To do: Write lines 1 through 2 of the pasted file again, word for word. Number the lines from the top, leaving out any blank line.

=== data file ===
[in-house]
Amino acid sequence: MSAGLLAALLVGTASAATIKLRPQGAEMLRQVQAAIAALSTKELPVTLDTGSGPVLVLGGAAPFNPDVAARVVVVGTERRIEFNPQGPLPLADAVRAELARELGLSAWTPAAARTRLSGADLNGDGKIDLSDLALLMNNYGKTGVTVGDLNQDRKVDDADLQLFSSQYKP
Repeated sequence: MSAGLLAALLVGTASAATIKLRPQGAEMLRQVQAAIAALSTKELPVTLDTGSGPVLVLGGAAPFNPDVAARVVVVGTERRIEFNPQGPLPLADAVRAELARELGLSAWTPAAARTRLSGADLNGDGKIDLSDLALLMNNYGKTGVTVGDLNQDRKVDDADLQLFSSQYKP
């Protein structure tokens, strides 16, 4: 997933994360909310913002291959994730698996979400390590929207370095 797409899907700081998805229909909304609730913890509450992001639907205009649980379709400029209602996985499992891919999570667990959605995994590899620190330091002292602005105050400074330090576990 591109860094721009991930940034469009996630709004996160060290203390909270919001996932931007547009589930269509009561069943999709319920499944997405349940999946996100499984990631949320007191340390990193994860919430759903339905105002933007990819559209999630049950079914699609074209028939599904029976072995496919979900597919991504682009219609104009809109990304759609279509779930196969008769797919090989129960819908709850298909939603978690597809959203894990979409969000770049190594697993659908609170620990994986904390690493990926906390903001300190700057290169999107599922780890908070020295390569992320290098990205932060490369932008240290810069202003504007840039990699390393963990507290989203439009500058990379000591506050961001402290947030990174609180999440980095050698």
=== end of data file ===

[in-house]
Amino acid sequence: MSAGLLAALLVGTASAATIKLRPQGAEMLRQVQAAIAALSTKELPVTLDTGSGPVLVLGGAAPFNPDVAARVVVVGTERRIEFNPQGPLPLADAVRAELARELGLSAWTPAAARTRLSGADLNGDGKIDLSDLALLMNNYGKTGVTVGDLNQDRKVDDADLQLFSSQYKP